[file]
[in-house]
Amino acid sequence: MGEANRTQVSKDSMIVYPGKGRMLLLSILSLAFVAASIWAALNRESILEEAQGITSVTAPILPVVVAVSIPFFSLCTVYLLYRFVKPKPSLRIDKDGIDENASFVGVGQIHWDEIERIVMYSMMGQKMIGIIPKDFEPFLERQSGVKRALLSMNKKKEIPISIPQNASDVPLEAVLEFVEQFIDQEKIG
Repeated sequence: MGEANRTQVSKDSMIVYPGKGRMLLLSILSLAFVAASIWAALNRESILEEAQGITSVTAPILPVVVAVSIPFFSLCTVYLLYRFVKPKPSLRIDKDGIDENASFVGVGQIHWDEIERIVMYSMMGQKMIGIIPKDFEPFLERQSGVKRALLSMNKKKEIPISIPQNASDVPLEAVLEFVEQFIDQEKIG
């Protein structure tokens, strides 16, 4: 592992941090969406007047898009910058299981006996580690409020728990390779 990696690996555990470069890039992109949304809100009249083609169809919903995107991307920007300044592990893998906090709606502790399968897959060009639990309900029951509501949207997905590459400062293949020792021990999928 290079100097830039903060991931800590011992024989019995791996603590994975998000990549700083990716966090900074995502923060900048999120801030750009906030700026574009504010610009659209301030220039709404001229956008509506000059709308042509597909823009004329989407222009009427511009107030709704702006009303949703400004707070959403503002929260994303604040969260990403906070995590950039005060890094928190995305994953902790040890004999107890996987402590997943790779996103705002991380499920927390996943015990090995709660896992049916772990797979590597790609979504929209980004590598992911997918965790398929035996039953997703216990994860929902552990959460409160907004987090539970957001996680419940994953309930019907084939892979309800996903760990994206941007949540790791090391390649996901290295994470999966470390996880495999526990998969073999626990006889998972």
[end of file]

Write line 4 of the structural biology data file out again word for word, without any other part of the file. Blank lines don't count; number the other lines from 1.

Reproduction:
């Protein structure tokens, strides 16, 4: 592992941090969406007047898009910058299981006996580690409020728990390779 990696690996555990470069890039992109949304809100009249083609169809919903995107991307920007300044592990893998906090709606502790399968897959060009639990309900029951509501949207997905590459400062293949020792021990999928 290079100097830039903060991931800590011992024989019995791996603590994975998000990549700083990716966090900074995502923060900048999120801030750009906030700026574009504010610009659209301030220039709404001229956008509506000059709308042509597909823009004329989407222009009427511009107030709704702006009303949703400004707070959403503002929260994303604040969260990403906070995590950039005060890094928190995305994953902790040890004999107890996987402590997943790779996103705002991380499920927390996943015990090995709660896992049916772990797979590597790609979504929209980004590598992911997918965790398929035996039953997703216990994860929902552990959460409160907004987090539970957001996680419940994953309930019907084939892979309800996903760990994206941007949540790791090391390649996901290295994470999966470390996880495999526990998969073999626990006889998972």